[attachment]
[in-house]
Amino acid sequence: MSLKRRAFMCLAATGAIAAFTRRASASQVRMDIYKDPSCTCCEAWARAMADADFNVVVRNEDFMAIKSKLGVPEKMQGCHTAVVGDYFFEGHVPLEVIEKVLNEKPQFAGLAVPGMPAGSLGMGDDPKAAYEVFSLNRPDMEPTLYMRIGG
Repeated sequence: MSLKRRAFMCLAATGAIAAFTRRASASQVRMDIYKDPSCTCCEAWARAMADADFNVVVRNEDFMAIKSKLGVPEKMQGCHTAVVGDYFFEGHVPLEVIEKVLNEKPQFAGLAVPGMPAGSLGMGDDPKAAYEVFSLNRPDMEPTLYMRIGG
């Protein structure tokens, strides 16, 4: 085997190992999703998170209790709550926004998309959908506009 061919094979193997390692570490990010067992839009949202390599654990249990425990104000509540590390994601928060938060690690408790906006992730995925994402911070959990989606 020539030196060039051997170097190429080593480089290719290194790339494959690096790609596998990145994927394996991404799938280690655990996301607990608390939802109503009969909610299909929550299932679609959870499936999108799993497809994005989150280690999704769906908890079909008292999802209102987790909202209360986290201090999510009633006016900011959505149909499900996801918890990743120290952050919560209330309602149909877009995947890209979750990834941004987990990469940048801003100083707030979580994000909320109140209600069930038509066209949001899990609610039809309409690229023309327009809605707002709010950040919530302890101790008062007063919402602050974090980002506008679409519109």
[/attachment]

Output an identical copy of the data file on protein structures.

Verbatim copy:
[in-house]
Amino acid sequence: MSLKRRAFMCLAATGAIAAFTRRASASQVRMDIYKDPSCTCCEAWARAMADADFNVVVRNEDFMAIKSKLGVPEKMQGCHTAVVGDYFFEGHVPLEVIEKVLNEKPQFAGLAVPGMPAGSLGMGDDPKAAYEVFSLNRPDMEPTLYMRIGG
Repeated sequence: MSLKRRAFMCLAATGAIAAFTRRASASQVRMDIYKDPSCTCCEAWARAMADADFNVVVRNEDFMAIKSKLGVPEKMQGCHTAVVGDYFFEGHVPLEVIEKVLNEKPQFAGLAVPGMPAGSLGMGDDPKAAYEVFSLNRPDMEPTLYMRIGG
């Protein structure tokens, strides 16, 4: 085997190992999703998170209790709550926004998309959908506009 061919094979193997390692570490990010067992839009949202390599654990249990425990104000509540590390994601928060938060690690408790906006992730995925994402911070959990989606 020539030196060039051997170097190429080593480089290719290194790339494959690096790609596998990145994927394996991404799938280690655990996301607990608390939802109503009969909610299909929550299932679609959870499936999108799993497809994005989150280690999704769906908890079909008292999802209102987790909202209360986290201090999510009633006016900011959505149909499900996801918890990743120290952050919560209330309602149909877009995947890209979750990834941004987990990469940048801003100083707030979580994000909320109140209600069930038509066209949001899990609610039809309409690229023309327009809605707002709010950040919530302890101790008062007063919402602050974090980002506008679409519109």